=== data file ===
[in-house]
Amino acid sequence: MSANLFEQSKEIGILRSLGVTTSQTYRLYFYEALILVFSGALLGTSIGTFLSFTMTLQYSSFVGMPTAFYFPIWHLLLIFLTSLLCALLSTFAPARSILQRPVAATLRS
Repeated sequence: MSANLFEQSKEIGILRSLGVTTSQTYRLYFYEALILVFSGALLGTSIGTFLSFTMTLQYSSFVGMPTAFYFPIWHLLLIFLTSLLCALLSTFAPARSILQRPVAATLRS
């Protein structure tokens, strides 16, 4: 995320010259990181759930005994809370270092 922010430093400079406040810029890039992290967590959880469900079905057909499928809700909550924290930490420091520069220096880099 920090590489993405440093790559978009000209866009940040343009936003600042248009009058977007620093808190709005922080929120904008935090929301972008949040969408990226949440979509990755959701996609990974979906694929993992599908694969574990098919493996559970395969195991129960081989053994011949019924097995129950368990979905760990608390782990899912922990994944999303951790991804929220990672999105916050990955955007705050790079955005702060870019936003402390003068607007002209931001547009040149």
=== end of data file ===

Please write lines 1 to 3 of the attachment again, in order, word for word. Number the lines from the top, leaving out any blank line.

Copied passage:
[in-house]
Amino acid sequence: MSANLFEQSKEIGILRSLGVTTSQTYRLYFYEALILVFSGALLGTSIGTFLSFTMTLQYSSFVGMPTAFYFPIWHLLLIFLTSLLCALLSTFAPARSILQRPVAATLRS
Repeated sequence: MSANLFEQSKEIGILRSLGVTTSQTYRLYFYEALILVFSGALLGTSIGTFLSFTMTLQYSSFVGMPTAFYFPIWHLLLIFLTSLLCALLSTFAPARSILQRPVAATLRS